The third-country national must fulfil the conditions set under national legislation for EU citizens to exercise the regulated profession specified in the assignment letter and, for non regulated professions, present documents showing the details of his or her professional qualifications (usually the resume). For the graduate trainee, the applicant should provide evidence of the higher education qualifications required, as provided under the EU’s commitments on trade.

In addition, third-country nationals who apply to be admitted as a graduate trainee must present documents proving that they will benefit from genuine training and not be used as normal workers. Therefore, a training agreement including a description of the training programme, its duration and the conditions in which the trainees will be supervised in this programme is required.

To facilitate checks, if the transfer involves several locations in different Member States, the competent authorities of the ancillary host entities must be informed by the applicant.

No labour market test is required, since this criterion would be in contradiction with the purpose of setting up a transparent and simplified scheme for admission of such skilled intra-corporate transferees. In addition, for those intra-corporate transferees who are covered by them, this condition would run counter to the EU’s commitments under the GATS and under those of bilateral trade agreements. As primary law prevails, for Member States which happen to apply a transitional period to new Member States, EU preference must however be applied.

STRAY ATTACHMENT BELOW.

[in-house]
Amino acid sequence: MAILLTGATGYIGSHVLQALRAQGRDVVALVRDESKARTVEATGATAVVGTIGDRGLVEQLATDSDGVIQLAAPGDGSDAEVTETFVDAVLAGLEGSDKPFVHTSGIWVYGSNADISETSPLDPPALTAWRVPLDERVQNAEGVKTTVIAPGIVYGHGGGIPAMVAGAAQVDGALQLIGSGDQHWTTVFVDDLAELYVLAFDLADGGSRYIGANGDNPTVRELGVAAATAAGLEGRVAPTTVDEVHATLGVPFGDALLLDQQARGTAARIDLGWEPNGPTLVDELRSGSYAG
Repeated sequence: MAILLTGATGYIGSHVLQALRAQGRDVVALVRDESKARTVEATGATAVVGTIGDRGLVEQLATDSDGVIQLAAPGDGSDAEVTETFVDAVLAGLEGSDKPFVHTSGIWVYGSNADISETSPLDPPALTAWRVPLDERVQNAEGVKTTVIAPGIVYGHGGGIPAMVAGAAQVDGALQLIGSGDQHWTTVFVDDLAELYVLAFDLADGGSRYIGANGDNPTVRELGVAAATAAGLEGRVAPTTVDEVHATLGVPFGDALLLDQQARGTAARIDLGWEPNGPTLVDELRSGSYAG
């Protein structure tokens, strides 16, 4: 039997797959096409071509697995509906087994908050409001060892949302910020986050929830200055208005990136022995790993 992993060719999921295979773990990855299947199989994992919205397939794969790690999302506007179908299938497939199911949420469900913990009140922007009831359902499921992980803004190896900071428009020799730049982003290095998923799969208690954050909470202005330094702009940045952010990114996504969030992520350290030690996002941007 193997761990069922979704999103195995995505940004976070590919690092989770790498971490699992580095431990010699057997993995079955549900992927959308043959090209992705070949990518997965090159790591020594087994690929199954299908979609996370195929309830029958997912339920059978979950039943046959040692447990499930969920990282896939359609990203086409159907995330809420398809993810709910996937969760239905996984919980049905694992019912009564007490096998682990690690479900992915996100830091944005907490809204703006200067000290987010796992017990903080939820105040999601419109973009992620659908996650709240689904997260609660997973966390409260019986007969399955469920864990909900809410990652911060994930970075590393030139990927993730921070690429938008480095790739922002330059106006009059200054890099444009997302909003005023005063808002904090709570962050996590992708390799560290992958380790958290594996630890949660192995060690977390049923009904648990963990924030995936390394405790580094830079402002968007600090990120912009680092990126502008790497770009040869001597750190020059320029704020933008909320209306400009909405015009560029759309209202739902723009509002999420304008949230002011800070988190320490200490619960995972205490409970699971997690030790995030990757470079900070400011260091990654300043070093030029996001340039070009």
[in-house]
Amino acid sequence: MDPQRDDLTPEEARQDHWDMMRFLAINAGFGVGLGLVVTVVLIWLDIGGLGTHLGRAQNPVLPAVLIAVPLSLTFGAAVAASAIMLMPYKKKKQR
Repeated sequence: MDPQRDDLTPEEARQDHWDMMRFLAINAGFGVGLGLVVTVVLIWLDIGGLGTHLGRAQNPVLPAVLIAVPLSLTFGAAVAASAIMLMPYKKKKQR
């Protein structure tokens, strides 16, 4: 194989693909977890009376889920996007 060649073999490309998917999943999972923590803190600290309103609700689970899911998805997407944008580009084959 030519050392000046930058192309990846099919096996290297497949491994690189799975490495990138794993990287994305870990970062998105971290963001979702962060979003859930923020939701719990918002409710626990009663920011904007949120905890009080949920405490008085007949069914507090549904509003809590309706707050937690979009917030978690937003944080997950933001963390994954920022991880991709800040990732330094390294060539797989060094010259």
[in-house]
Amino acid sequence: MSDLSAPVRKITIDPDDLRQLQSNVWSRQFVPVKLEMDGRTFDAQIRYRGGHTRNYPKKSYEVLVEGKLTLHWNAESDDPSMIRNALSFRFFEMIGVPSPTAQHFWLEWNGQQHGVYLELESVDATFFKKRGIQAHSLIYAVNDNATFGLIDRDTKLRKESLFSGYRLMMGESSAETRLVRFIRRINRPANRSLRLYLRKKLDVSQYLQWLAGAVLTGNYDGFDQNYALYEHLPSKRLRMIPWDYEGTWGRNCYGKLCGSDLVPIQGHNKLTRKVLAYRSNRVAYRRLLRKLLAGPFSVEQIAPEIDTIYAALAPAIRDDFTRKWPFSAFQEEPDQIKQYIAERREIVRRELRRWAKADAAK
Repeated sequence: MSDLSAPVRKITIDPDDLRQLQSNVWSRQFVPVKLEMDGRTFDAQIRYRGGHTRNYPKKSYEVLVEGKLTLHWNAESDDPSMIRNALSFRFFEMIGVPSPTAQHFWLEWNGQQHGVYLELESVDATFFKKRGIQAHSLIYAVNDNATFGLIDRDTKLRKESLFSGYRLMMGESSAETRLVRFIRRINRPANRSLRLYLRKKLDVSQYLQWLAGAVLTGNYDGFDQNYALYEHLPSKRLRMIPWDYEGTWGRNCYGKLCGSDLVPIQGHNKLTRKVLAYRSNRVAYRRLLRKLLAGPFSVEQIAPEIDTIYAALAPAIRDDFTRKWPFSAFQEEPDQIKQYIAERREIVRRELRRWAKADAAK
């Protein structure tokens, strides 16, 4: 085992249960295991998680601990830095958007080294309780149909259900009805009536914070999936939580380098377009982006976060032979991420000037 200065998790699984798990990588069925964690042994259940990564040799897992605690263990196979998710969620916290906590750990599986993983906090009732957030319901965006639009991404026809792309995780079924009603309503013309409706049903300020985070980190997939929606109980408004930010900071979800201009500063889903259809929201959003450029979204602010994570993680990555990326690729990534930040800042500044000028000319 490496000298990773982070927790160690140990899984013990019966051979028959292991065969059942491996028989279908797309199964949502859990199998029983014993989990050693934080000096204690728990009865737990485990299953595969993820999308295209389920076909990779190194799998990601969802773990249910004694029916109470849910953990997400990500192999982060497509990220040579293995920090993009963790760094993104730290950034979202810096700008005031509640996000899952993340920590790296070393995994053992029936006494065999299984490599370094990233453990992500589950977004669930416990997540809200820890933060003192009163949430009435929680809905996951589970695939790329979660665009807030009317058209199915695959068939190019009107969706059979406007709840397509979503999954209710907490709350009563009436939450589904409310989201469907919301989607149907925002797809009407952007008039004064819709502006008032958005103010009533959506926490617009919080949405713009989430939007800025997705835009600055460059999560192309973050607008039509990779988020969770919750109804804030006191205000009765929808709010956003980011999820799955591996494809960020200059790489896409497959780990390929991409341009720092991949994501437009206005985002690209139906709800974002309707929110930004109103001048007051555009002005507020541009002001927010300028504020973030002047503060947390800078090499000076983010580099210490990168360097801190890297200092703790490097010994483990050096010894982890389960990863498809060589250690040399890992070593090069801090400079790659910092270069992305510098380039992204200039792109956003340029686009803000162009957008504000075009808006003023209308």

Articles 6, 7 and 8

The proposal does not create a right of admission, as this Directive is without prejudice to the right of the Member States to determine the volumes of admission of third-country nationals entering their territory for the purposes of intra-corporate transfer. However, this right should be used in accordance with the commitments resulting from international agreements facilitating the entry and temporary stay of certain categories of trade- and investment-related natural persons.

These provisions lay down the mandatory and possible grounds for refusal (as well as for withdrawal and non-renewal), notably failure to fulfil the criteria and sanctioning of the employer for undeclared work or illegal employment, in accordance with Directive 2009/52/EC of 18 June 2009 on sanctions, and the existence of quotas. In the event of non-compliance with the conditions laid down in Article 5, Member States should provide for appropriate sanctions, such as financial sanctions, to be imposed on the host entity, which would be held responsible.

Articles 9, 10, 11, and 12